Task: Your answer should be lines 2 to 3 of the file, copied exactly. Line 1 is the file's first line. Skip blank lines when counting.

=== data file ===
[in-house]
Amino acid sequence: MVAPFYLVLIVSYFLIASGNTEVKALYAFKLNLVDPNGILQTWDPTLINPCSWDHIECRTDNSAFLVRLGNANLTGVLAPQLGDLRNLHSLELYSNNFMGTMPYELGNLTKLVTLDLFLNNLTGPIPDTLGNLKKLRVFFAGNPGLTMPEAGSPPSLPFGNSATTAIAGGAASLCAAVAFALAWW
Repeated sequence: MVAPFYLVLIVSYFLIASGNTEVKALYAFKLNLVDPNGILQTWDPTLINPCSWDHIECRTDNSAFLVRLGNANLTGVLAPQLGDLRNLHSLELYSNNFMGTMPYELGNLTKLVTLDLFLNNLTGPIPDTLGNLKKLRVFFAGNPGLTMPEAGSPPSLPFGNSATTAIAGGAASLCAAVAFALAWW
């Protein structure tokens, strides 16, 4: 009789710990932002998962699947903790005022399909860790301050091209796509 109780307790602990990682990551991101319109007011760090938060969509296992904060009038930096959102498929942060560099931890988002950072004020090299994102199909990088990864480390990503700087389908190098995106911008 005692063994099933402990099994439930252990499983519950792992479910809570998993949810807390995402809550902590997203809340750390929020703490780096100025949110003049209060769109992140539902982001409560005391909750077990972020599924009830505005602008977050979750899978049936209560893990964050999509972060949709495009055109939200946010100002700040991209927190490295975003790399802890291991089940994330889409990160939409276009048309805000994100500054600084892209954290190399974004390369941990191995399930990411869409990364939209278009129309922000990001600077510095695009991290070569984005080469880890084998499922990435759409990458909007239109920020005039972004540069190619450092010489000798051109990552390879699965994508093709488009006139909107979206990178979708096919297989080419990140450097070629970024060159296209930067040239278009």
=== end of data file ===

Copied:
Amino acid sequence: MVAPFYLVLIVSYFLIASGNTEVKALYAFKLNLVDPNGILQTWDPTLINPCSWDHIECRTDNSAFLVRLGNANLTGVLAPQLGDLRNLHSLELYSNNFMGTMPYELGNLTKLVTLDLFLNNLTGPIPDTLGNLKKLRVFFAGNPGLTMPEAGSPPSLPFGNSATTAIAGGAASLCAAVAFALAWW
Repeated sequence: MVAPFYLVLIVSYFLIASGNTEVKALYAFKLNLVDPNGILQTWDPTLINPCSWDHIECRTDNSAFLVRLGNANLTGVLAPQLGDLRNLHSLELYSNNFMGTMPYELGNLTKLVTLDLFLNNLTGPIPDTLGNLKKLRVFFAGNPGLTMPEAGSPPSLPFGNSATTAIAGGAASLCAAVAFALAWW